1. TPG Internet Pty was a company which provides services related to internet and telephone connections to the consumers and these connections were given by the company under the name ADSL2+. Careless and misleading conduct of the TPG provoked ACCC to take legal action against TPG. Following three issues were addressed by the ACCC in this case:
- Company fails to mention anything about the set-up fee and other cost in the advertisement published in newspapers and online related to the services provided by the company.
- Company make false representation related to the cost of services in the advertisement, as company stated that cost of internet service was $29.99 only.
- Company charge hidden cost from the consumer and failed to disclose fixed cost in the advertisement. Hidden cost includes set-up fee and telephone charges, which means consumer had to pay $149.95 instead of $29.99.
Therefore, company fails to meet its promises made in the advertisement and it also engaged in misleading or deceptive conduct because it recovers hidden cost for the internet connections from the consumers (Federal Court of Australia, 2012).
2. The main issue determined by the Court was whether conduct of the TPG can be considered as misleading or deceptive related to the advertisement published by the TPG. For determining this issue Court referred two statutory provisions and these sections were Section 52 and 53 of the Trade Practices Act. However, it must be noted that these sections were equivalent to the section 18 and 29 of the Competition and Consumer Act 2010- schedule 2. Contraventions of both the sections were stated below:
- TPG was engaged in conduct which was misleading and deceptive or likely to mislead or deceptive under section 52 of the Trade Practices Act 1974 (Trade Practices Act, 1974).
- TPG was liable to make false and misleading representations related to the price of the internet service, and this contravenes section 53(e) of the Trade Practices Act 1974. TPG was also liable to contravene Clause g of this section by made false or misleading representation related to the existence or effect of the condition Trade Practices Act, 1974).
Above stated sections were contravened by the company by publishing advertisement related to the internet service on television, radio, its website, third party internet sites and in newspapers, and this advertisement contained the statement which reflect that company provide unlimited internet (ADSL2+) for $29.99 per month. This advertisement reflect that consumers were able to get unlimited internet broadband service in $ 29.99 per month, but in actual company also charged some hidden cost and this hidden cost includes:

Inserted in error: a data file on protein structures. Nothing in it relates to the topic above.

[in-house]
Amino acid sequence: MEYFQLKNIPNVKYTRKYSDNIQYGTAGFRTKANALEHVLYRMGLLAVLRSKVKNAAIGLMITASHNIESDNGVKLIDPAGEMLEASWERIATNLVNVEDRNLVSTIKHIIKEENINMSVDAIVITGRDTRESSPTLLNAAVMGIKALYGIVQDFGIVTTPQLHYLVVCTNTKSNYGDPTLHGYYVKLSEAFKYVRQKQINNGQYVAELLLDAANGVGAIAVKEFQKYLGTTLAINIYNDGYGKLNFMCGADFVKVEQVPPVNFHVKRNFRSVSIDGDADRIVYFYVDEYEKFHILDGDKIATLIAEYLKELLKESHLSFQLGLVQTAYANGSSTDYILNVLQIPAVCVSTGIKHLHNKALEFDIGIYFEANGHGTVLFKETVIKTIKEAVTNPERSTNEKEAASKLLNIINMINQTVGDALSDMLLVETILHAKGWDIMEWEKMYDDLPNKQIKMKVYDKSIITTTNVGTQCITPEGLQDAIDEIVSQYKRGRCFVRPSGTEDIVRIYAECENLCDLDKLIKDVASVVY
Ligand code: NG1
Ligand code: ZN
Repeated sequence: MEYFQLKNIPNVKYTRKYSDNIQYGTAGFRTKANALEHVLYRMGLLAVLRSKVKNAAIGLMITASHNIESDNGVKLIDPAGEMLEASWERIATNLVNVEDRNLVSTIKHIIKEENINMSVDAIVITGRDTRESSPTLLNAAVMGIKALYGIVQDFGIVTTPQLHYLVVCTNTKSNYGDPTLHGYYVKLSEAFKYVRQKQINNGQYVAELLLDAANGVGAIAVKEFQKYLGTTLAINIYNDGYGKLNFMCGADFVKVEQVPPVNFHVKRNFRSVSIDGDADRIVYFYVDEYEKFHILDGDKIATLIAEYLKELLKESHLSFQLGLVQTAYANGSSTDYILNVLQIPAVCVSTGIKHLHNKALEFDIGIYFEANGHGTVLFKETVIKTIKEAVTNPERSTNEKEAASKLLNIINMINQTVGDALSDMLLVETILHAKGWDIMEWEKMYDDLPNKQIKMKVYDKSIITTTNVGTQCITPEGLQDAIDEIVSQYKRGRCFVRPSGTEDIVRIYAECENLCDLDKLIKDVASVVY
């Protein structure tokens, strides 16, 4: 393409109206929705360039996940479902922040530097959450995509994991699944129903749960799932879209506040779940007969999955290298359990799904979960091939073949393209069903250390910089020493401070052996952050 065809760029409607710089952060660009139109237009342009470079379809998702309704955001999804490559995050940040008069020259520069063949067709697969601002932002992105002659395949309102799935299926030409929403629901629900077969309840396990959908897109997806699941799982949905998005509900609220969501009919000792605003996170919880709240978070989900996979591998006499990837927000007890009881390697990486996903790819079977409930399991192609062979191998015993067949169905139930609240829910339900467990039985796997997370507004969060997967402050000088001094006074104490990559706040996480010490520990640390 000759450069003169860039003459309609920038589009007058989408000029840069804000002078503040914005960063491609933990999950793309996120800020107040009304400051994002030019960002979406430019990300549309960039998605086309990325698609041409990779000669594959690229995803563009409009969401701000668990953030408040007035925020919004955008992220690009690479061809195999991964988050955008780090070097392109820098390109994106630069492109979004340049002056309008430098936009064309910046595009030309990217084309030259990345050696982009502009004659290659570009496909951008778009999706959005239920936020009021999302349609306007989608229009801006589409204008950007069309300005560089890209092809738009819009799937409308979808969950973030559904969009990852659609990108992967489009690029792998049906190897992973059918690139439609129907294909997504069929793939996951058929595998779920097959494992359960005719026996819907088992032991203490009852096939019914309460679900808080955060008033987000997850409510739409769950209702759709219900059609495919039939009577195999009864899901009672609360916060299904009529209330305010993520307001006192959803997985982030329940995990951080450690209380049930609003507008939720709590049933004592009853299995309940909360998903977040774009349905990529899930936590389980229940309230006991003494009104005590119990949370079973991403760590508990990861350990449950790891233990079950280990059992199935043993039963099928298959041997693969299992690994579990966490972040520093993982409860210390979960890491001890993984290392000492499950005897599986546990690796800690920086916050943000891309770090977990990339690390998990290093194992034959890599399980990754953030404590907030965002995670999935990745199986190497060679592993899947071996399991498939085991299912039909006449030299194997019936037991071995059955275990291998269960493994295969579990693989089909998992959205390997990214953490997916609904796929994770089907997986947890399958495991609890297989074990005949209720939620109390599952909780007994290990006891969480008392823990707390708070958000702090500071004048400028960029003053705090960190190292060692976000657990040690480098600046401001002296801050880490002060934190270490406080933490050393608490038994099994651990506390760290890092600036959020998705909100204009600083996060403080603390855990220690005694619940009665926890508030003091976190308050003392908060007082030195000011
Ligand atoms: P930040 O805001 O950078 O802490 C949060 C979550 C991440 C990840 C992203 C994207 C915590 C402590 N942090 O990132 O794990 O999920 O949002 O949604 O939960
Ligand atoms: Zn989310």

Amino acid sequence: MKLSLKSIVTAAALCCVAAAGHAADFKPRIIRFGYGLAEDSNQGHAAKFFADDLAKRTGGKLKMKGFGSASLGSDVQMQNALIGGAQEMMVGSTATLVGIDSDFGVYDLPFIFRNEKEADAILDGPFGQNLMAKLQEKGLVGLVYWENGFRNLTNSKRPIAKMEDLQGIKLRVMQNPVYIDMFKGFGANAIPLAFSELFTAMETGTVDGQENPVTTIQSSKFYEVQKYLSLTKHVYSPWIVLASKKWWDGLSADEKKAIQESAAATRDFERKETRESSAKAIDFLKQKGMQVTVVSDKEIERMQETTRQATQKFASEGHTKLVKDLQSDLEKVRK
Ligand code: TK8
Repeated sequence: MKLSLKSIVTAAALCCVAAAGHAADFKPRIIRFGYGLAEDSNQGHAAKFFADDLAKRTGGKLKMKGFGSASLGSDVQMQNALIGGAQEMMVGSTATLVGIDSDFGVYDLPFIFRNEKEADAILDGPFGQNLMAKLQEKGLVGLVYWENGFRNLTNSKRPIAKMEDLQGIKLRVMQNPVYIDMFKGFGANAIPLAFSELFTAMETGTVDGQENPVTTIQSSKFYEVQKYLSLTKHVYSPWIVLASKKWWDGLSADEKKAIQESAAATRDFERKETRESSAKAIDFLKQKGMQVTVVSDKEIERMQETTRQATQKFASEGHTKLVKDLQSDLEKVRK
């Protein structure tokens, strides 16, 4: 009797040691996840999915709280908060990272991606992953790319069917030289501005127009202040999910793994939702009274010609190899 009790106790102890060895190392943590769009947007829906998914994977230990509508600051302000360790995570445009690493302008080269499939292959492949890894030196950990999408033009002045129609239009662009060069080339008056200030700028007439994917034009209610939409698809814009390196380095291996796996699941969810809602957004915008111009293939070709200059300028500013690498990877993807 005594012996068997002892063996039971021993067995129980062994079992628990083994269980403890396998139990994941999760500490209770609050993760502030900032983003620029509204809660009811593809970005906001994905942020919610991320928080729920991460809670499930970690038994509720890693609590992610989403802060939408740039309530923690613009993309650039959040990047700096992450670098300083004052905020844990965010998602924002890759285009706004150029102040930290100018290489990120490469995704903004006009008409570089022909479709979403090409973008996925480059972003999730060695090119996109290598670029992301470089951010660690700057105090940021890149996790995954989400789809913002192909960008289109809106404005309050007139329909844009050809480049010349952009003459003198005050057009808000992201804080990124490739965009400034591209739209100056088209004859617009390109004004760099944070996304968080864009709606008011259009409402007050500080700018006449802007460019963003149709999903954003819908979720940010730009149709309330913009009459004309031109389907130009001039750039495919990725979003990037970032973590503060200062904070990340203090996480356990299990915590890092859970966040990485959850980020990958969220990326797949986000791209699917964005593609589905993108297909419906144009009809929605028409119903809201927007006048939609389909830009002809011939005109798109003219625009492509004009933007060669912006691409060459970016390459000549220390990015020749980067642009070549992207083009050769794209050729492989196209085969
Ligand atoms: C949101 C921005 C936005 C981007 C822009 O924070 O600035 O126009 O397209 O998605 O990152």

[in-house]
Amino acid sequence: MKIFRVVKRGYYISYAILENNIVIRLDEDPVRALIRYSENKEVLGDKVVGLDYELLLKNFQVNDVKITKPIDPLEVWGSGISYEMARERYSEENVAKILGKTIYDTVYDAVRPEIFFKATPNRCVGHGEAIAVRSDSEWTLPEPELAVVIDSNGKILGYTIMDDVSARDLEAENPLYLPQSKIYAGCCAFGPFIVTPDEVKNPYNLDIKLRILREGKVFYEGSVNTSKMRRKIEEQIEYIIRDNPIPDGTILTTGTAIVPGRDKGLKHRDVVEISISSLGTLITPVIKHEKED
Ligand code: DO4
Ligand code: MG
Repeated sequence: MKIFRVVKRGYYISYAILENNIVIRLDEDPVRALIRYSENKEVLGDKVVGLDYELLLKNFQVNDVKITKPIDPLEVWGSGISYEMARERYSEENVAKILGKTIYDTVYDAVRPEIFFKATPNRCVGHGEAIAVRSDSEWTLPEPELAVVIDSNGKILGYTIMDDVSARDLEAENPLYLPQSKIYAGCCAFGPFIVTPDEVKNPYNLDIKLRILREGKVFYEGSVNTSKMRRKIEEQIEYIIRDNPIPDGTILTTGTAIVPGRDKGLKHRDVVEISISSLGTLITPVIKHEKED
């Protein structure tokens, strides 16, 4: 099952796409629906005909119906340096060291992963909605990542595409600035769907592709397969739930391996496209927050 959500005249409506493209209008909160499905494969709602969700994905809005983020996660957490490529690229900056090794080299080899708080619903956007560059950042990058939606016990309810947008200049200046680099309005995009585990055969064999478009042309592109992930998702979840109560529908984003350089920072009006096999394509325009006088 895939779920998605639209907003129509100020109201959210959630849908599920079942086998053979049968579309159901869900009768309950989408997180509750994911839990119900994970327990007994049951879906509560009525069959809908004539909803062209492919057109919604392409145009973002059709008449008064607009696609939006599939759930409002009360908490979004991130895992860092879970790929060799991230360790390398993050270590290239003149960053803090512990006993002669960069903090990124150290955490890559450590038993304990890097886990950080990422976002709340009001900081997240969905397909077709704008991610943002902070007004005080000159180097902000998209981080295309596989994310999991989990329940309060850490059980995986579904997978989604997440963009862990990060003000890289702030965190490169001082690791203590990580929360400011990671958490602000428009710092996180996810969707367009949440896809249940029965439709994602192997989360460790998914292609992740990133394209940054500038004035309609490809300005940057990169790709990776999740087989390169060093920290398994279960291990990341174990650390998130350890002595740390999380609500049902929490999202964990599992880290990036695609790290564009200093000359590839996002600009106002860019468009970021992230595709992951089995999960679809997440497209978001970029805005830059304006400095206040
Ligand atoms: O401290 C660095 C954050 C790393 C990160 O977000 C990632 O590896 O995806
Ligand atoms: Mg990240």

- Per month Payment to TPG of $59.99.
- Purchase or accompanied telephone line of home with broadband internet service on rental at an additional cost of $30 per month.
- Payment made to TPG regarding up front charges of either $79.95 or $129.95, on the basis of terms of the contract (Corones, 2014).
3. Primary Judge gave his opinion on three perspectives which includes Bundling, set up fee, and single price:
- Bundling- as per the primary Judge, company was under obligation to clearly state any such effect. It was also the duty of the company to state the exact figure of the services offered without misleading the consumer and making them pay the cost after taking the services and also clarify the inclusions of the hidden cost. TPG mislead the consumers by stating fake amount in the advertisements related to the internet services provided. Primary judge further stated, for this purpose targeted audience include those peoples who does not have high level of knowledge related to the broadband connection or those person who were first time users of the internet connection (Federal Court of Australia, 2012).
- Set up fee- Primary judge held, set-up fee was charged by the TPG from the consumers whose connection was less than the period of 2 years, and it was necessary that consumers must be informed about this cost charged by the company. In this case, company failed to mention any thing about the set-up fee in the advertisement because of which consumers can assumed that fee related to set up might be free. Advertisement only stated about the fee related to internet connection which also mislead the consumers about the setup fee.